There are planning permit exemptions in Victoria's planning schemes so you can manage vegetation (plant growth) around your property for bushfire protection.

Even if you’re exempt, you’ll need to consider the risk of erosion and landslip that can be caused by clearing vegetation.

Often you need a planning permit if you want to remove vegetation from your property. The 10/30 rule and the 10/50 rule are exemptions  that allow you to clear vegetation to help protect your property from bushfires without a planning permit.AN39 cover

The rules only apply to buildings and fences built before certain dates.

For more information and an explanation of the rules see Advisory note 39: Amendment VC83 – Bushfire protection: Vegetation exemptions, November 2011 (PDF, 775.1 KB) or (DOC, 63.0 KB).

If the 10/30 and the 10/50 rules don’t apply to your property, a separate planning permit exemption exists so that you can clear a defendable space for your home or extensions to your home (Clause 52.48-5 of your planning scheme).

The exemption only applies if your land is in the:

  • General Residential Zone
  • Residential Growth Zone
  • Neighbourhood Residential Zone
  • Urban Growth Zone
  • Low Density Residential Zone
  • Township Zone
  • Rural Living Zone
  • Farming Zone or
  • Rural Activity Zone.

If the planning permit exemption applies and a planning permit has been issued under the Bushfire Management Overlay, you don’t need further planning permission to remove, destroy or lop vegetation in the defendable space approved in the permit and/or shown on the endorsed plans.

If the permit exemption in Clause 52.48-5 doesn’t apply to your property, you’ll need to apply for a planning permit before you clear vegetation. The responsible authority (usually your council) will take bushfire management and any relevant vegetation-related planning rules into consideration when they assess your application .

Development within the Bushfire Management Overlay

Some development within the Bushfire Management Overlay – including extensions and alterations to existing dwellings that are less than 50% of the existing floor area -  may not require planning permission.  Even if you don’t need a planning permit, you’ll need a building permit.

If you’re exempt from requesting a planning permit and a building permit has been issued by the relevant building surveyor, you don’t need further planning permission to remove, destroy or lop vegetation that doesn’t exceed the distance shown on Table 1 in Clause 52.47-4 of the planning scheme.

Landowners can clear specified widths along fences for bushfire protection.

A maximum combined width of four metres of vegetation can be removed along an existing property boundary fence.

More information about these planning permit exemptions is provided in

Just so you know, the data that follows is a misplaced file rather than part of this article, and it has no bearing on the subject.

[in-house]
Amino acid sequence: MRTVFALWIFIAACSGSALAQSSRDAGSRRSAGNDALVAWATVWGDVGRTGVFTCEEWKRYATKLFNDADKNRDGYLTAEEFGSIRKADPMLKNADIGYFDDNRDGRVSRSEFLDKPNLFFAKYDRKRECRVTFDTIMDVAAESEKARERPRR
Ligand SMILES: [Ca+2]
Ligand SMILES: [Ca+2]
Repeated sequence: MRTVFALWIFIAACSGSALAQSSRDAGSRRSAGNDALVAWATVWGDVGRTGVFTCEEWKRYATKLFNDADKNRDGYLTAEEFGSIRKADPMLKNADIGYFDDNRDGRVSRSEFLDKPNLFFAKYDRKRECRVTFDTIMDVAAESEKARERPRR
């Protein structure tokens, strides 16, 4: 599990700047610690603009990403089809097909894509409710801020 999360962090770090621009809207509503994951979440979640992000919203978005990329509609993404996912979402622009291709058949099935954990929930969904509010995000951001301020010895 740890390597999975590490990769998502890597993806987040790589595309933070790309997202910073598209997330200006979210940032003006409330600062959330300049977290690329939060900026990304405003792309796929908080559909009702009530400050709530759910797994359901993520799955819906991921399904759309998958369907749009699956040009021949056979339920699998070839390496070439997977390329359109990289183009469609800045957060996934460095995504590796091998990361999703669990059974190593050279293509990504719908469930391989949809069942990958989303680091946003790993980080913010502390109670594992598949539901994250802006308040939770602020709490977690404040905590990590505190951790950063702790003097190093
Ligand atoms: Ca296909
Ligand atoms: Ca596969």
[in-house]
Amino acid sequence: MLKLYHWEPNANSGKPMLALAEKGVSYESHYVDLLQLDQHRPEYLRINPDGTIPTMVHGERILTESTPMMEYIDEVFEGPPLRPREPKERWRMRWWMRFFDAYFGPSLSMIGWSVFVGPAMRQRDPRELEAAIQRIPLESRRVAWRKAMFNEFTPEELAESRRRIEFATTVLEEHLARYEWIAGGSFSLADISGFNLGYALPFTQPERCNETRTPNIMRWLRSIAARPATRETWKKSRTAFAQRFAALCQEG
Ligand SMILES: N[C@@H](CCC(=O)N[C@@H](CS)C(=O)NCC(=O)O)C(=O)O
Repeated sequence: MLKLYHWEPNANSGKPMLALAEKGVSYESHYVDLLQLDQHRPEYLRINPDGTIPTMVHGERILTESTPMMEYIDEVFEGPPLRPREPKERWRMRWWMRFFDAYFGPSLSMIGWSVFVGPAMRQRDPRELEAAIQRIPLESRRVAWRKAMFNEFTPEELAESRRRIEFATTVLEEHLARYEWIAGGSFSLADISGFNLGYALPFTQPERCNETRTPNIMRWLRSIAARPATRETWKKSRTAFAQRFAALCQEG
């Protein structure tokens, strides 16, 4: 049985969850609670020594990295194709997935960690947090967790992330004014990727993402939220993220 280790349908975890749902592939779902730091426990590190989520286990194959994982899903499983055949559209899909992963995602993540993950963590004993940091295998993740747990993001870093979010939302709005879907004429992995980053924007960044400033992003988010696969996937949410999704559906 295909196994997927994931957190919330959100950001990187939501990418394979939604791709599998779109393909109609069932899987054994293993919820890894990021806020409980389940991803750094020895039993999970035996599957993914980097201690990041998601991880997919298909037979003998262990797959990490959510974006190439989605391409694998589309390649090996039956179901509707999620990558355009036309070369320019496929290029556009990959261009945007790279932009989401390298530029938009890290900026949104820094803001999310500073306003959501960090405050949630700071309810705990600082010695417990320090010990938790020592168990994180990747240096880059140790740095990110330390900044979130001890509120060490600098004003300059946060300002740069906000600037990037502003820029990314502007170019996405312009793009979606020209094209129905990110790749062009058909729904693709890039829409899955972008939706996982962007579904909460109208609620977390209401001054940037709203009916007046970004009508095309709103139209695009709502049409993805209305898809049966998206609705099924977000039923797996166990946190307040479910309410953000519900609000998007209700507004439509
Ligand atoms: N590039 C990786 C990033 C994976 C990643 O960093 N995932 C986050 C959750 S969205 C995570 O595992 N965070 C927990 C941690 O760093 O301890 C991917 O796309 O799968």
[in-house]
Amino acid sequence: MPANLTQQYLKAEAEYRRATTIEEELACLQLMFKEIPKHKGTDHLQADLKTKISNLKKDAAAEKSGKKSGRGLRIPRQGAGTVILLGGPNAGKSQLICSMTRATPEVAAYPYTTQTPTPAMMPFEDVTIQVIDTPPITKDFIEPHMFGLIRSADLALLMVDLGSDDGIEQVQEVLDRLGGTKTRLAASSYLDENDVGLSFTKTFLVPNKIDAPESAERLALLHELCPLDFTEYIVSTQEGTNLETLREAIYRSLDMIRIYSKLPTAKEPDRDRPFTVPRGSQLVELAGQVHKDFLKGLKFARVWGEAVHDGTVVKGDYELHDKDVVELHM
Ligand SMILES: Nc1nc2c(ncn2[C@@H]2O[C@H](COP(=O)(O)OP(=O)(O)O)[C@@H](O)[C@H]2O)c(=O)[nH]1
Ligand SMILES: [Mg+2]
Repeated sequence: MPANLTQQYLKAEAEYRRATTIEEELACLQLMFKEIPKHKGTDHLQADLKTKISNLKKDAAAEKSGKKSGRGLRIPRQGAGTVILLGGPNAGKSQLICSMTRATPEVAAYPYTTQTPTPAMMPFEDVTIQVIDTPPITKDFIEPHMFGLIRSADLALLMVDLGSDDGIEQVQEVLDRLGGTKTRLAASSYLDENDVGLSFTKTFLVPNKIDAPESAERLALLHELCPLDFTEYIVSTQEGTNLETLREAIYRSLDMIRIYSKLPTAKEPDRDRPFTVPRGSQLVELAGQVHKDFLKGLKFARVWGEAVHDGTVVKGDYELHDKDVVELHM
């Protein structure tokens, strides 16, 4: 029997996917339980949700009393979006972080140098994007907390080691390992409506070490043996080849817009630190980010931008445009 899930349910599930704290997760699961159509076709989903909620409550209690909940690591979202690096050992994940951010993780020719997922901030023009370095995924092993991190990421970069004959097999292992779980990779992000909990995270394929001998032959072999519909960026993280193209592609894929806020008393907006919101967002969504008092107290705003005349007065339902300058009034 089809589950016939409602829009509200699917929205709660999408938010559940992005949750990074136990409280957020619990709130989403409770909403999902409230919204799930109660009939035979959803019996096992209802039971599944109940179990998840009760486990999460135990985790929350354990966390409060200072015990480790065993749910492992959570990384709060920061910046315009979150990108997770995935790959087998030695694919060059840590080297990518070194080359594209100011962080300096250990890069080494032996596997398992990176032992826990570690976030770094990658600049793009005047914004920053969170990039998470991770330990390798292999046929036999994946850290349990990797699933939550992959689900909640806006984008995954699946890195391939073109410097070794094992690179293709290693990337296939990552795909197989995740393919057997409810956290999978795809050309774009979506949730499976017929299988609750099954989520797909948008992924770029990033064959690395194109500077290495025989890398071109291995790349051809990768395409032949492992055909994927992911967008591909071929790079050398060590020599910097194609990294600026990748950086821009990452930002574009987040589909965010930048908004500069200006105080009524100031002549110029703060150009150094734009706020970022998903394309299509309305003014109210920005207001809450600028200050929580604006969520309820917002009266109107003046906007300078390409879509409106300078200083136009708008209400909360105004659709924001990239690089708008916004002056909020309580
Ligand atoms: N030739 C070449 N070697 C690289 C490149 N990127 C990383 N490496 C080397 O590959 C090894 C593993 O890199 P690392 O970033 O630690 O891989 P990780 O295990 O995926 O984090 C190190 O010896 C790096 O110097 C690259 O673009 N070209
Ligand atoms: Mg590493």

Advisory note 39: Amendment VC83 – Bushfire protection: Vegetation exemptions, November 2011 (PDF, 775.1 KB) or (DOC, 63.0 KB).

A bushfire planning permit exemption for roadside vegetation management (Clause 52 .17-6 (PDF, 69.9 KB)) simplifies the process for road managers to better manage native vegetation on roadsides.

For more information refer to the Country Fire Authority website or native vegetation exemptions.

Vegetation plays an important role in reducing erosion and stabilising soil to minimise the risk of landslip. While you can remove some vegetation around a house for bushfire protection without council approval to create defendable space, you should consider landslip and erosion risk before you do.


A landslip can happen when the ground isn’t strong enough to support its own weight, causing a slope to collapse. Land slippage can result in significant damage to buildings and is a risk to life, both on and below the landslip area. The removal of vegetation, particularly deep-rooted, long lasting trees, and plants that have a large root system, can increase landslip risk.


Erosion happens when soil is lost through:

  • rain;
  • wind; or
  • the repeated movement of people /animals / vehicles.

In dry periods erosion can cause dust problems. During and after a lot of rain, erosion can lead to blocked drains, damaged pumps and damaged stream systems by clouding the water and smothering habitat. Topsoil lost through erosion reduces soil fertility and makes it difficult for grass or other vegetation to regrow.

Identify landslip and erosion risk

Some areas prone to landslip or erosion are identified in planning schemes by the Erosion Management Overlay. You can check if an Erosion Management Overlay applies to your land by obtaining a Planning Property Report. Not all areas that are prone to landslip or erosion are covered by the Erosion Management Overlay; for more information about the risk in your area contact your local council.

More information

More information about landslip and erosion.

Understanding your bushfire risk and about preparing your property for bushfire: CFA website or the Victorian Bushfire Information Hotline on 1800 240 667